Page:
Should you allow your potential customers to open your retail package to examine your product?
Open package returns are a big problem for companies. Most retail stores will return a damaged package to you but often times also if they were simply opened by shoppers inside the store.
For one of my own products that ended up in retail stores such as Circuit City, Best Buy, Radio Shack, and Fry’s Electronics, we saw a huge amount of returns of boxes that were simply opened by customers who wanted to see what the product was made of and and big it was. We had ample photos and illustrations on the outside but it was still not enough to satisfy their curiosity.
So, for our second round of designs, we created a package that could easily be opened and resealed. The customer or store employee could take out the product and place it back into its cradle without any trouble. The simple tab on the lid could be closed without tearing and resealed with a reusable wafer seal. These simple changes, along with some improvements of the description on the outside of the package, resulted in dramatically higher sales and a lower rate of returns.
I have always been frustrated by the experience of shopping for an iPhone or iPad case because I can’t touch them before buying. Most cases sold are completely sealed in their packages. I believe that is how people inadvertently end up with bulky cases that easily slip out of their hands or pockets. Some have little holes where you can feel the texture but it is still not the same as to slip a case onto your device and experience the feel in your hands. For that reason, I always get cases based on what my friends have.
Theft, of course, is still a big problem for many retail stores and boxes that can easily be opened are simply not feasible. If your product is easily damaged or has a delicate surface, resealable packaging would also be impractical.
It is interesting that Apple’s own 2012 guidelines for manufacturers call for packages that can be opened: “Packaging should be easily opened and resealed so that customers can experience the product before purchasing. If needed, clear wafer seals may be used to secure sleeves.” I applaud their stance on blister packages that are frustrating to consumers and not very environmentally friendly:” Clamshell blister packaging is not to be used at any time.”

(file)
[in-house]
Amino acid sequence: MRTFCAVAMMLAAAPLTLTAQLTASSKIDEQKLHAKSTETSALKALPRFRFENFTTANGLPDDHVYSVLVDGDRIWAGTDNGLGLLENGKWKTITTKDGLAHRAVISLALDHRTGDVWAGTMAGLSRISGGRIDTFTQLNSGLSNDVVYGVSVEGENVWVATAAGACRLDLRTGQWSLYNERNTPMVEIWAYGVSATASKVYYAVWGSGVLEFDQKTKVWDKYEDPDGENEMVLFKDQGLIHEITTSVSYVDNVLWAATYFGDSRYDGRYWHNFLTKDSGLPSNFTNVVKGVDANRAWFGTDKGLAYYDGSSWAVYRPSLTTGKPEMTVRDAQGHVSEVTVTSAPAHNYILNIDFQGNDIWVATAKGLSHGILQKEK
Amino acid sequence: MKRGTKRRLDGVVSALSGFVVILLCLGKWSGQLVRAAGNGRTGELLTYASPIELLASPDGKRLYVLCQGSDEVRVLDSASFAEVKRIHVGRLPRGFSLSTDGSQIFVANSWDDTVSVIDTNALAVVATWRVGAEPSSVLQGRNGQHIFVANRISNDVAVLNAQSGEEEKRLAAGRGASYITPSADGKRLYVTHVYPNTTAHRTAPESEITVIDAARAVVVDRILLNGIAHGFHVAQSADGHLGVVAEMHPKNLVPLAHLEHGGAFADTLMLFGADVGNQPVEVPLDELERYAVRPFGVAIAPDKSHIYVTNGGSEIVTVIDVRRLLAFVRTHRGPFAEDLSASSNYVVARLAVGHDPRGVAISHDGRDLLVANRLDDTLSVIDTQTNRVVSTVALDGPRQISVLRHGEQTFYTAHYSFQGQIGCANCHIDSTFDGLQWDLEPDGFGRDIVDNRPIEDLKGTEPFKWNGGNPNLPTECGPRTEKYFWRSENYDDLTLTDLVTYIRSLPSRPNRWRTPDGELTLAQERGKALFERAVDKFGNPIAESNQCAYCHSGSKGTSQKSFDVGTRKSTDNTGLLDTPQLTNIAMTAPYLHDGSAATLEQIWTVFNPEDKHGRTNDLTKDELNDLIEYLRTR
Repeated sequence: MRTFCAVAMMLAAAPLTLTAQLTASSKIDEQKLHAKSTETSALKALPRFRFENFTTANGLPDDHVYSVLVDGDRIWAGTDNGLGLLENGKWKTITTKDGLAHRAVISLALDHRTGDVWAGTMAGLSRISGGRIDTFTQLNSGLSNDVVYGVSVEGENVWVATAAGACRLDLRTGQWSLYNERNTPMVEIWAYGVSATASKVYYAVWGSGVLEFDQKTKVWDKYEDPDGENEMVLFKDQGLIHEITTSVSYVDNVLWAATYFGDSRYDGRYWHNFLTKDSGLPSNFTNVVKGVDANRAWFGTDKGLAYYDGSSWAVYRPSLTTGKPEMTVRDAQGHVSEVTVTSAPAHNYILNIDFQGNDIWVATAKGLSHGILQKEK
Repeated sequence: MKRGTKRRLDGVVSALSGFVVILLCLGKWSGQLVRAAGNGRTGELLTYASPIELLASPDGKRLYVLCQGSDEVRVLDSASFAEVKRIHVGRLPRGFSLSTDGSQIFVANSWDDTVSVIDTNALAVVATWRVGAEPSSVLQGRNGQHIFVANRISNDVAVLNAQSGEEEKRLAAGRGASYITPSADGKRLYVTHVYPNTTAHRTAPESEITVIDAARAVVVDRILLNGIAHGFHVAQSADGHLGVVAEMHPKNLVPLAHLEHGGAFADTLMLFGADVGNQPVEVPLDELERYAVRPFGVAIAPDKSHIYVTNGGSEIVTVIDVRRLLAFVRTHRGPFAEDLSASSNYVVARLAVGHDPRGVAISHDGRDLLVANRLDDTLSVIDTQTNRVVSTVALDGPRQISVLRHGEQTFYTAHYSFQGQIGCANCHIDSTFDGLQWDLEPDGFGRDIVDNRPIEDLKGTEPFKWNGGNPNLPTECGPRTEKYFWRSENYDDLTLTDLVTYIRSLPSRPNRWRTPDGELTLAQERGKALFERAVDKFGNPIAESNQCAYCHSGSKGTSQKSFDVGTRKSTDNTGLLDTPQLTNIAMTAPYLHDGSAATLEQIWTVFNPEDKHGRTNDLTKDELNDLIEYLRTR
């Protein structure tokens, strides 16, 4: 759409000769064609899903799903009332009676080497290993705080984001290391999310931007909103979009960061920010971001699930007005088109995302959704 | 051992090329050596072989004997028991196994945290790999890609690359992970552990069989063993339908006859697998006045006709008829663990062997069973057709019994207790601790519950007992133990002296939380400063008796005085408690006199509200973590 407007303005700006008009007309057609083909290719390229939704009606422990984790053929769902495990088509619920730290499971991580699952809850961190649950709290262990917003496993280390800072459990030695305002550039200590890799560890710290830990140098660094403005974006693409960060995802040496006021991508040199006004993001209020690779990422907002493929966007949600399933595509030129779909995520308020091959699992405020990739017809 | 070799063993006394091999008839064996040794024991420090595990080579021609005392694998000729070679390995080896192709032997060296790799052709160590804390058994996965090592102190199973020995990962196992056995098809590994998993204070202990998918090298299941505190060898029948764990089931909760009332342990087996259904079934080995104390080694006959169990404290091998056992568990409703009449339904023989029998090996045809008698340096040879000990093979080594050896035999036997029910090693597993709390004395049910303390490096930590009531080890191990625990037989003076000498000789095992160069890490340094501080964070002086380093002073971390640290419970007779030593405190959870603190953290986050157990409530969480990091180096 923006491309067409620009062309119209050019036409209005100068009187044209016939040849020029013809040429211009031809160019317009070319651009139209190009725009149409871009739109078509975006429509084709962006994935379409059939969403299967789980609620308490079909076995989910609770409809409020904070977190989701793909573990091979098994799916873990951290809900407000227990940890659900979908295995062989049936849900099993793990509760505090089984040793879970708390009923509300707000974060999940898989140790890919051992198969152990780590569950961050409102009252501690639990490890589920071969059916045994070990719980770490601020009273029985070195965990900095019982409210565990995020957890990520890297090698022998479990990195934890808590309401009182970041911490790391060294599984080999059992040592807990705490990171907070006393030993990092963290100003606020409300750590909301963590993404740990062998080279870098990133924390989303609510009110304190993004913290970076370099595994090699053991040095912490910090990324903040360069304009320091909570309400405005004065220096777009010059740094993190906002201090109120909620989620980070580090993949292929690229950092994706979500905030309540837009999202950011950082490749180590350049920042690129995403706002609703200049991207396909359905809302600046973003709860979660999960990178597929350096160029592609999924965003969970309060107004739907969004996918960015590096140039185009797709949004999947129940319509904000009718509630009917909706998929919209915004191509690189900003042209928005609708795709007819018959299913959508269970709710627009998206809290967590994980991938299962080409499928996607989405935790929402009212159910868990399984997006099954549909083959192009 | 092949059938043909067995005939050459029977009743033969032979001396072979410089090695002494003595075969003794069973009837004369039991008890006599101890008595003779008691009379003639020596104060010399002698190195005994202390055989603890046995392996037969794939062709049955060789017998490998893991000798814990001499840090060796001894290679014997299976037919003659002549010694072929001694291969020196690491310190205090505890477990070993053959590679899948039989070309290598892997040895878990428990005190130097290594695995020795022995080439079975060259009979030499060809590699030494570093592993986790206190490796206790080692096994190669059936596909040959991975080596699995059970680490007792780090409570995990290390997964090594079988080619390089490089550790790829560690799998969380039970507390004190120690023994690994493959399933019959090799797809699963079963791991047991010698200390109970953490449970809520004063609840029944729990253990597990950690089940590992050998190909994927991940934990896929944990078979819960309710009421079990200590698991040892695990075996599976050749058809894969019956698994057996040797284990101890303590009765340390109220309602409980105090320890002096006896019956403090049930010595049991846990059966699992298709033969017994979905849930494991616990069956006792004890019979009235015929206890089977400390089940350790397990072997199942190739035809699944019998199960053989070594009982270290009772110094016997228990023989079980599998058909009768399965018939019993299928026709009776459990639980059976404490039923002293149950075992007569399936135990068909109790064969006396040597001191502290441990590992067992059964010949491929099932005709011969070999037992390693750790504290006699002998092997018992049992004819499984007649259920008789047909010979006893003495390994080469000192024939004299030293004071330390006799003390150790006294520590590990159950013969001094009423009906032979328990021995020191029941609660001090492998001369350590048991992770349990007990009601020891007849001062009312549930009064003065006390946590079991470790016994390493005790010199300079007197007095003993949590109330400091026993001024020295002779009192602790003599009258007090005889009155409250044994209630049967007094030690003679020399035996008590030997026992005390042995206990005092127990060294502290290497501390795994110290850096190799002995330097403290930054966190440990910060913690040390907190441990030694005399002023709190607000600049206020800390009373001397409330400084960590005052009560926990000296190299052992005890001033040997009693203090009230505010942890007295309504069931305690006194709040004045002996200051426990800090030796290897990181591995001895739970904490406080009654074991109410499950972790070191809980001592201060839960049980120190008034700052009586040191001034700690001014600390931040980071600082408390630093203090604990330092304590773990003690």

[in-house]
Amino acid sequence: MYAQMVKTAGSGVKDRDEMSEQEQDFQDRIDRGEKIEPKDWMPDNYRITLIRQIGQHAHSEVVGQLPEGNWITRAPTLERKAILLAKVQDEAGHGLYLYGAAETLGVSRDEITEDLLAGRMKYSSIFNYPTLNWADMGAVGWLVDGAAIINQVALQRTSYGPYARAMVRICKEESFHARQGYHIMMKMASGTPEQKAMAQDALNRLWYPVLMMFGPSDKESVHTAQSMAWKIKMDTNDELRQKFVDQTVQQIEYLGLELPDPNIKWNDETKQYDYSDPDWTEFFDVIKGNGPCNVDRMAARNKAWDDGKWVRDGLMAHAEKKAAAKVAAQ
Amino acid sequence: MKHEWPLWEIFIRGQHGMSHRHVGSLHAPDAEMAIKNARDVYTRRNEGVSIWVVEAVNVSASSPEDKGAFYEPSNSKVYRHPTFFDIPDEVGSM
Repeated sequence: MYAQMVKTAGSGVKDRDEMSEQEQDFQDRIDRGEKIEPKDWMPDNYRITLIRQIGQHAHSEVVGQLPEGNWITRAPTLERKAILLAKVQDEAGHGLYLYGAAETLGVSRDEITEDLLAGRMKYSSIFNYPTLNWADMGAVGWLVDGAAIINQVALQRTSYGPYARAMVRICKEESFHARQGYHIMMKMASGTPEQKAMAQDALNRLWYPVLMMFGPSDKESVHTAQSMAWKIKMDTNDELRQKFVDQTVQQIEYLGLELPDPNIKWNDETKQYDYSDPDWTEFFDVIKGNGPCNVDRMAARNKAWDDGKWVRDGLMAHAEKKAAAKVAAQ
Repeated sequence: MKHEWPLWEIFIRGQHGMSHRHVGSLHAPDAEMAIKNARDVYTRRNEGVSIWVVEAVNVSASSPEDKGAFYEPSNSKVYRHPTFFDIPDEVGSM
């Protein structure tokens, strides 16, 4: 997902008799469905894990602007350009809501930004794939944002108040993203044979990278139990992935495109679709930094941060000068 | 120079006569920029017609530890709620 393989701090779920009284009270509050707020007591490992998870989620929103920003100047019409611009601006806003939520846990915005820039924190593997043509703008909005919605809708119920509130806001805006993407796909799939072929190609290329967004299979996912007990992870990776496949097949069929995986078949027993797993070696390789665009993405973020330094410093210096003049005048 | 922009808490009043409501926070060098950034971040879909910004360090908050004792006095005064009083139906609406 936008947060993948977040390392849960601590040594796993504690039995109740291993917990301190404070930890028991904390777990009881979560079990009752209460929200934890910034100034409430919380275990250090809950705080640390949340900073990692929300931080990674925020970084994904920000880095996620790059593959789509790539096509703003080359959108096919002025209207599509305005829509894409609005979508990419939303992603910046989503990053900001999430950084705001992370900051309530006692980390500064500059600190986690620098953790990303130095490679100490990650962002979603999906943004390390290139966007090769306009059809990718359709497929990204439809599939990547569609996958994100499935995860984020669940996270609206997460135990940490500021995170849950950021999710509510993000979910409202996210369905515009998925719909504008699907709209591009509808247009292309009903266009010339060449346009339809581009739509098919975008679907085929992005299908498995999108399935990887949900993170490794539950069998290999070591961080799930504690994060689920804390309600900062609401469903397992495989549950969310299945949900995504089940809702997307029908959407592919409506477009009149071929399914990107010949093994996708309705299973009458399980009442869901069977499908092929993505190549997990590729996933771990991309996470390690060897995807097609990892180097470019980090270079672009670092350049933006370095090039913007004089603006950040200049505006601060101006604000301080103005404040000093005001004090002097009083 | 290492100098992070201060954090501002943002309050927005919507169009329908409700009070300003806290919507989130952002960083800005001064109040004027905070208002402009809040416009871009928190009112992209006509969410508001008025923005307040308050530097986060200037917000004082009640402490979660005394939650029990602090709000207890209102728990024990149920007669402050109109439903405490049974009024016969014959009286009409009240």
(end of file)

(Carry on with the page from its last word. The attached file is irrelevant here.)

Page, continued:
So, how can you prevent open box returns without resorting to clamshell blister packaging?
Use quality photography. If you don’t want them to rip open your package, let the shopper clearly see what the item looks like, if possible from different angles. I also find it helpful to show at least one of the photos to show your product in context to its environment. For example, showing a hand holding your product can give the shopper an idea how big or small your product is without opening the package. If your product is an accessory, simply showing it attached to a well-known product like an iPhone, iPad, Mac, etc. also helps your potential customer to gauge its size.
Utilize a die cut window. Let the user see some of your product to see its construction, material, color, reflection, or size. New advances in acrylic windows give you the option of using material that can’t easily be punctured. For products that have an important “touch” component like phone cases, have a little opening that allows the user to feel the texture.
Illustrate its use: Show how the product can be used or connected to other gear. If your product has USB, Thunderbolt, Firewire, etc. ports, show a photograph or illustration of it. Don’t let some gearhead rip open your package because you failed to show the product’s back panel.
Observe customers: Visit retail stores and observe how customers chose products that are similar to yours. Learn from them how they scan the isle, pick up packages, read the descriptions, and much more. Listen to the questions they ask retail clerks.
Answer the most important questions. Make sure customers find out what your product is, what features it has, and how it can make their life easier. See What Is Your Customer Thinking